Will Facebook and its stock live up to the hype? - Macleans.ca
 

Will Facebook and its stock live up to the hype?

The much anticipated IPO is not without some big long-term risks


 

Paul Sakuma/AP Photo

After convincing more than 900 million people to post photos of themselves or gush about their personal lives, Facebook wants something more from its users and admirers: money. The company’s CEO, Mark Zuckerberg, set out on a coast-to-coast tour pitching money managers before Facebook’s initial public offering (IPO) this week. With shares expected to be priced between $34 and $38, it is being heralded as the most anticipated tech IPO since Google’s in 2004. If the lineups during Zuckerberg’s road show are any indication, many think this is a can’t-miss opportunity.

But what happens after the initial IPO euphoria (and likely stock price jump) wears off? Despite an anticipated company valuation of up to $96 billion, there is no guarantee Facebook and its stock will live up to the hype. To the contrary, there’s growing skepticism among some analysts about Facebook’s future—and not only because Zuckerberg donned a grey hoodie during his presentations rather than more serious attire. “When you have this crowd mentality or hype over one stock, usually people get hurt,” says Greg Newman, a senior wealth adviser at ScotiaMcLeod Inc. “It’s an infectious product, but people don’t understand it has to be a good investment, too.”

There are concerns that 27-year-old Zuckerberg, who will own about 28 per cent of Facebook and a majority of voting shares under the dual class structure, might make a brash move that could take the company in the wrong direction. But a bigger fear is that Facebook lacks a game plan in a tech world that is fast changing. The Internet has entered a new phase—mobile—and Facebook is no longer king. “Facebook is built for PC,” says Eric Jackson, the founder and managing member of the technology-focused hedge fund Ironfire Capital LLC. “Things like the Timeline [a feature on the site]—that’s really something you need a big screen in front of you to look at.” This means the company is being challenged by start-ups like Instagram, a mobile photo-sharing app, which Facebook plans to acquire for $1 billion. But it can’t just keep swallowing the competition. Two other once-popular networking sites succumbed to rivals (Friendster and MySpace), and other former tech darlings, like Yahoo, have failed to live up to once-lofty ambitions and have hit hard times. What makes Facebook different?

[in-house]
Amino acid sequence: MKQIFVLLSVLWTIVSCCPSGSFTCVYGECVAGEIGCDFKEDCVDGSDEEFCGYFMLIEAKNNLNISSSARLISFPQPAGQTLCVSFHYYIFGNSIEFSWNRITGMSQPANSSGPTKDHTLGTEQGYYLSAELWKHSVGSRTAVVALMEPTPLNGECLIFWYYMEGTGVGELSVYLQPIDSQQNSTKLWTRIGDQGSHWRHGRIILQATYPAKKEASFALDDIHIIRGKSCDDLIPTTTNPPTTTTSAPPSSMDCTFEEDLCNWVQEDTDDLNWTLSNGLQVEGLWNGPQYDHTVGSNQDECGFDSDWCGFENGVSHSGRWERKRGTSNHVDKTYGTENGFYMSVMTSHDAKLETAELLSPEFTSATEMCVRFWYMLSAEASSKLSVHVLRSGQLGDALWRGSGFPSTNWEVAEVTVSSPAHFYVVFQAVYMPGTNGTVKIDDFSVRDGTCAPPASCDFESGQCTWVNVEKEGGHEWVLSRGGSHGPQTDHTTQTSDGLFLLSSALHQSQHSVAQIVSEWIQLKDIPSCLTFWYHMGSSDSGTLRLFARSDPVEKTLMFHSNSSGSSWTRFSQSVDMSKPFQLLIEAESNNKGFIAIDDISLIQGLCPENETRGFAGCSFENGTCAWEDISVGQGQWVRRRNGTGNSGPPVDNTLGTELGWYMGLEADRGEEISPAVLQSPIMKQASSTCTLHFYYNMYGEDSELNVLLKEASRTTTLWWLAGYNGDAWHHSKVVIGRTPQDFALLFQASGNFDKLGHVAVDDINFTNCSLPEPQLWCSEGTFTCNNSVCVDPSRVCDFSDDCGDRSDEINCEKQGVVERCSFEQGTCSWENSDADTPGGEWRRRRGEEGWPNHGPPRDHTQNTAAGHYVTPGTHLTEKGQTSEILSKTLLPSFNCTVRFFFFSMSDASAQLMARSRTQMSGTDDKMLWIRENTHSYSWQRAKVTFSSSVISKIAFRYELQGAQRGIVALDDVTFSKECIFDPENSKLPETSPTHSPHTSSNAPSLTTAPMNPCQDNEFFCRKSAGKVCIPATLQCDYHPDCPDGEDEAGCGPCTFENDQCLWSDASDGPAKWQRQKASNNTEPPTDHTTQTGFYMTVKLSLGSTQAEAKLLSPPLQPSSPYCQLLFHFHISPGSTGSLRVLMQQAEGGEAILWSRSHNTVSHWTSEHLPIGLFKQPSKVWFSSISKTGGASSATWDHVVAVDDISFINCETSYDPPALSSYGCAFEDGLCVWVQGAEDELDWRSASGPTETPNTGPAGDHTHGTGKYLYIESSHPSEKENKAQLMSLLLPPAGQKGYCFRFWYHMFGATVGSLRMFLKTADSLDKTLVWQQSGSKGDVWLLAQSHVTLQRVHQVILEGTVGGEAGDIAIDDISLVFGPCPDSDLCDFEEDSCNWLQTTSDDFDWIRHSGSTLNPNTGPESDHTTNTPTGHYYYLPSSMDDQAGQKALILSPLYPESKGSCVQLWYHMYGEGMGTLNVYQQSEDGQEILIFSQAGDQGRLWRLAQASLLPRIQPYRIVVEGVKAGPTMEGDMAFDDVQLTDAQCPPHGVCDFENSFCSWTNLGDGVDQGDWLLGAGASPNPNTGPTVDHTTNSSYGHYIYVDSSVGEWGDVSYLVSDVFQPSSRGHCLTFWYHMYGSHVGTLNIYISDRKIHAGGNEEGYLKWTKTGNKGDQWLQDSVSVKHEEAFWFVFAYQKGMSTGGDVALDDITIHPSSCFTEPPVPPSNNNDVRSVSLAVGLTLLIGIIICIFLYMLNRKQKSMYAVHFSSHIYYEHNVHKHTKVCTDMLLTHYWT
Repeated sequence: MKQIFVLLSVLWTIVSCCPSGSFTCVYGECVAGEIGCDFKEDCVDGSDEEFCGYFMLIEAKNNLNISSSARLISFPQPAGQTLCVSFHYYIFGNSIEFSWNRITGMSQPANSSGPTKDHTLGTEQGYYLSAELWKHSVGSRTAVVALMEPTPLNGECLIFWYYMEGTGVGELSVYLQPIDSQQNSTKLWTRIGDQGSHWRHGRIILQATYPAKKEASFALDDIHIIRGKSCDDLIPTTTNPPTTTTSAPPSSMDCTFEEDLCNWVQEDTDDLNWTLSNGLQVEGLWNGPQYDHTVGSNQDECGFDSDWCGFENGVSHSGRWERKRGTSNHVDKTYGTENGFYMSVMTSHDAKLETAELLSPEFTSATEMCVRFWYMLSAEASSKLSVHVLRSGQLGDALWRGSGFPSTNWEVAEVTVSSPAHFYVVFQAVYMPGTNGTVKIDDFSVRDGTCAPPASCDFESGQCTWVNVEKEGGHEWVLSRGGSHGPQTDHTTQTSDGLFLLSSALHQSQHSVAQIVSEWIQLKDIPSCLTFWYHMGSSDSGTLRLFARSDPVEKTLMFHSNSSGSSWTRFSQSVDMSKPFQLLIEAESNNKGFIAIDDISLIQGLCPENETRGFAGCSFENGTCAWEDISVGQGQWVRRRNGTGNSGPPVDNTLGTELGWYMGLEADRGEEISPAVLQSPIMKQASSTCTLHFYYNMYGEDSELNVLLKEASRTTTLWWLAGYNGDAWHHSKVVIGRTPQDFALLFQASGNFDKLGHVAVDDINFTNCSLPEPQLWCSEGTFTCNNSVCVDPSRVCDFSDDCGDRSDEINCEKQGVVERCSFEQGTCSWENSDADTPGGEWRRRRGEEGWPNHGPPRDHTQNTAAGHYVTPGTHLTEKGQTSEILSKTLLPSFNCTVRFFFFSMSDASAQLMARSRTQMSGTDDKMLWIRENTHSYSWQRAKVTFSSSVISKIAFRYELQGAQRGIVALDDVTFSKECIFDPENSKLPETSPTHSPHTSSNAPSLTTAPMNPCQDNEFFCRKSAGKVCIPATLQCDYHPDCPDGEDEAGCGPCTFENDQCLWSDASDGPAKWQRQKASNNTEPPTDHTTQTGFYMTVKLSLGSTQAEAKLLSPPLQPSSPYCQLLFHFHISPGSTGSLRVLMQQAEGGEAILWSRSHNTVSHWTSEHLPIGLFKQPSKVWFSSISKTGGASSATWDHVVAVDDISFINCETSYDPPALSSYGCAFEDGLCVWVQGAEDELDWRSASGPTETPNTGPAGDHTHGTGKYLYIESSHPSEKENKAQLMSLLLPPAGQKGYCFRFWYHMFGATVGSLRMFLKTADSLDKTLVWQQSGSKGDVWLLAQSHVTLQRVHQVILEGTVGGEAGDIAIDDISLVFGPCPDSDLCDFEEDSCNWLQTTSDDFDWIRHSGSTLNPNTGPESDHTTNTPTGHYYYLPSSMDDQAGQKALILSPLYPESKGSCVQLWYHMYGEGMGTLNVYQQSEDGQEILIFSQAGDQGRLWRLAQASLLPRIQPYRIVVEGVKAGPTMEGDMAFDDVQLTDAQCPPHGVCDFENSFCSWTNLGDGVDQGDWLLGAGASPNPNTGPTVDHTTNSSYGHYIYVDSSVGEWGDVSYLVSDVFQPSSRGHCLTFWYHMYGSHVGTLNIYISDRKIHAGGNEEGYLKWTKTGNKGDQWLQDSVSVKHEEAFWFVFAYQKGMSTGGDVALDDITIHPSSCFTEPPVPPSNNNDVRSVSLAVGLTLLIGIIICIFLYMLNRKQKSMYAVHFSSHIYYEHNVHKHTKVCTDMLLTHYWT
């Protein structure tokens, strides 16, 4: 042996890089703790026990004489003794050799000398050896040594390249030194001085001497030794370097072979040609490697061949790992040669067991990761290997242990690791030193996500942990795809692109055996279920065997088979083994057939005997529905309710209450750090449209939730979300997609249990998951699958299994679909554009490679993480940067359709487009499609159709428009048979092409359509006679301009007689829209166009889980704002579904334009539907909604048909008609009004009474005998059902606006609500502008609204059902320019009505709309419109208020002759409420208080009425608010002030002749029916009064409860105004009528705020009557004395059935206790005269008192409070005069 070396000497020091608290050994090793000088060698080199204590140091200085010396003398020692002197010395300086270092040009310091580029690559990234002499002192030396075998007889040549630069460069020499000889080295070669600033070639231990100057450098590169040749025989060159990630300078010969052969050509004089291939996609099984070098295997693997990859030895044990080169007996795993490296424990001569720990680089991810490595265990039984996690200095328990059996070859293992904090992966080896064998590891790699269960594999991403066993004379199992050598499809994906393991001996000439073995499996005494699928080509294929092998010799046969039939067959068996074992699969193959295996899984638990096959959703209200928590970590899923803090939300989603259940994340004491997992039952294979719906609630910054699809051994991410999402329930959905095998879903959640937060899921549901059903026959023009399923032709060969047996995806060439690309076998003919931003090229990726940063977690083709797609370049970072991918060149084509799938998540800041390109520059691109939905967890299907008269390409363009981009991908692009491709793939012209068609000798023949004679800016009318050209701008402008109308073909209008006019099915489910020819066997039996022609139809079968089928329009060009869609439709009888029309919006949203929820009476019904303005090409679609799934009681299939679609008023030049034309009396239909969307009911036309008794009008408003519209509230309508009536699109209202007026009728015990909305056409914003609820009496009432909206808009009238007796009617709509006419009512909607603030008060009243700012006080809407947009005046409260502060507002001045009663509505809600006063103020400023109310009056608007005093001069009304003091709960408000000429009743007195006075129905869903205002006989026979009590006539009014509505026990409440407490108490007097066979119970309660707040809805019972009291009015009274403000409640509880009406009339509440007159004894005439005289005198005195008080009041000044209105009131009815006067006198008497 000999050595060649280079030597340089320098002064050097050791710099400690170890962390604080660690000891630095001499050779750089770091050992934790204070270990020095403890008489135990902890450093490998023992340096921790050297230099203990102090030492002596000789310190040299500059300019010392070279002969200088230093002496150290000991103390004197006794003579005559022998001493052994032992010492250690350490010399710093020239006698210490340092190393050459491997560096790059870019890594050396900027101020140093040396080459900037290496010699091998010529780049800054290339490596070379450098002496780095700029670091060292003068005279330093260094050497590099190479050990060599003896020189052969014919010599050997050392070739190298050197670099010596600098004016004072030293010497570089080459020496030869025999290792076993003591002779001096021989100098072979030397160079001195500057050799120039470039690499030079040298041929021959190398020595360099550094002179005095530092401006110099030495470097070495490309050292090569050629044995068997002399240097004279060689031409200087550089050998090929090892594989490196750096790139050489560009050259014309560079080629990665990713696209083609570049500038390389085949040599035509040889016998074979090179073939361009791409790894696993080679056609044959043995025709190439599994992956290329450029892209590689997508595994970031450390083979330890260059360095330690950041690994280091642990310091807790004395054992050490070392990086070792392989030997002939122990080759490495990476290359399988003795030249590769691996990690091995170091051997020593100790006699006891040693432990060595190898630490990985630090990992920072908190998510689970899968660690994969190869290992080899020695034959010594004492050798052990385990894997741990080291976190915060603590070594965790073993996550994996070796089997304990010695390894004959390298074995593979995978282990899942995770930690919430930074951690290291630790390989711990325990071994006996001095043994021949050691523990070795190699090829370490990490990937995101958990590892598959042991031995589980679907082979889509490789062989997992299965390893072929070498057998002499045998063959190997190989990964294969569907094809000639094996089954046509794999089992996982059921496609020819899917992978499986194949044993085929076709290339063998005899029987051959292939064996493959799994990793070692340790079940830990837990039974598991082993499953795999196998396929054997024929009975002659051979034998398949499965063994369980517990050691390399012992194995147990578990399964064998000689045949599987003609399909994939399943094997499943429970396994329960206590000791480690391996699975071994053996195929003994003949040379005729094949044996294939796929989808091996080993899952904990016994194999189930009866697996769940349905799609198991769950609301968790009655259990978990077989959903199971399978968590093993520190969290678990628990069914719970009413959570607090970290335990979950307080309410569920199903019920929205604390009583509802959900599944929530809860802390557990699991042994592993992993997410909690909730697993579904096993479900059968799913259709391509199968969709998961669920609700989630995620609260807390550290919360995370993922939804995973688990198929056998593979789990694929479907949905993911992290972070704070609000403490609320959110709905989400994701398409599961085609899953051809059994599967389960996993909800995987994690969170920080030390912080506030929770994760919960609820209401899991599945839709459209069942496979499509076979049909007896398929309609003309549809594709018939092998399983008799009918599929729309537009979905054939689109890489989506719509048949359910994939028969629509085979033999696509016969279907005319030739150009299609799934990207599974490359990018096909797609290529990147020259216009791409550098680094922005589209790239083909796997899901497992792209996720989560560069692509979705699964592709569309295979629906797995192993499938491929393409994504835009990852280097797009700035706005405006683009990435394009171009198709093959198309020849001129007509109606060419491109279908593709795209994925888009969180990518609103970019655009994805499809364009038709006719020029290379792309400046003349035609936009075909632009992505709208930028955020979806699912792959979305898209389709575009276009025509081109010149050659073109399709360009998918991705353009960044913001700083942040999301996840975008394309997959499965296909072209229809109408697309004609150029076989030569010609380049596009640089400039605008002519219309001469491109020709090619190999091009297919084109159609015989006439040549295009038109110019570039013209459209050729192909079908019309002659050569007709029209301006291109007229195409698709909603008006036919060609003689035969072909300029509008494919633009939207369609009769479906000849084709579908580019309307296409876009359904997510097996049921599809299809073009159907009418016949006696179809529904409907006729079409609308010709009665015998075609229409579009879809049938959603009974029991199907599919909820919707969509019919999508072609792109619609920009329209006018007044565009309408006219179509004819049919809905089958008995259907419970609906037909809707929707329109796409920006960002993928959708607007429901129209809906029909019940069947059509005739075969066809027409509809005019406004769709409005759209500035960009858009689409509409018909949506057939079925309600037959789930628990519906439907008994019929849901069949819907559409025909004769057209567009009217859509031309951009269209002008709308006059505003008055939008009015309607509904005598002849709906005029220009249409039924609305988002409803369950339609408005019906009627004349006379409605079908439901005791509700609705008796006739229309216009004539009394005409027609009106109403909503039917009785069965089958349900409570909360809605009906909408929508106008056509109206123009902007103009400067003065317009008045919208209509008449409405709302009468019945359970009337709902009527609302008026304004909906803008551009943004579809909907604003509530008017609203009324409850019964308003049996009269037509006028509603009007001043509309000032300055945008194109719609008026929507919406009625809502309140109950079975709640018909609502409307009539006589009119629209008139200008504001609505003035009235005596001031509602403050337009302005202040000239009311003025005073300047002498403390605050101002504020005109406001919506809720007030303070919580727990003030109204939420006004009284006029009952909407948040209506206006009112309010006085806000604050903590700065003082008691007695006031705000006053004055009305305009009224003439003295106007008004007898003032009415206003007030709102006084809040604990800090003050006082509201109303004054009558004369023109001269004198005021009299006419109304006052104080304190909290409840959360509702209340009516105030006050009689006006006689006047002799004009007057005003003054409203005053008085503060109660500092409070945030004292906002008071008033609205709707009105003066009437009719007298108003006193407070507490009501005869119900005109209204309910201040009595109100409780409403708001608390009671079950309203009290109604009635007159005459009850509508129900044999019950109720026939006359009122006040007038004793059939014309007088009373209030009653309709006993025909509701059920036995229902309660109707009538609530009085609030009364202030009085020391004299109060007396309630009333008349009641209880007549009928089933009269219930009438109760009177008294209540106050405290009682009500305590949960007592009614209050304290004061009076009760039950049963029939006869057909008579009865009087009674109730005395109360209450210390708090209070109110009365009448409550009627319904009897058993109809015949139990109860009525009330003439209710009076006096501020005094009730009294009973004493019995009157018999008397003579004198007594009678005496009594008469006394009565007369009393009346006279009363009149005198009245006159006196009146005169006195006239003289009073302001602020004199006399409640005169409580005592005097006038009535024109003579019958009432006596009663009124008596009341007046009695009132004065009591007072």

On May 9, Facebook updated its IPO filing, admitting it hasn’t yet found a way to monetize ads on mobile, a platform on which more than 500 million users view the site. The company is looking for money-making solutions. The next day, it revealed “App Center,” a hub which allows software developers to sell apps directly on the site.

Vlad Stesin, co-founder of Montreal-based Bloom Digital Platforms, argues there are opportunities in the stock. “There’s no doubt in my mind Facebook is becoming the de facto standard for advertising,” says Stesin. “Even if you’re a smaller company, not advertising on Facebook is kind of foolish.” He says that with the talent and database of personal information the company has, it will come up with a solution for mobile. “It’s hard for me to say investors wouldn’t be able to at least double their money in four to five years.” (He plans to buy a small amount of Facebook stock.)

Jackson, however, remains skeptical. Facebook—and even Google for that matter—aren’t too big to get left behind, he says. “There are probably 12-year-olds right now eating Cheerios this morning who are the Mark Zuckerbergs of the future,” he says. “Facebook didn’t become a Facebook by being a better Yahoo. It created something completely new.”


 

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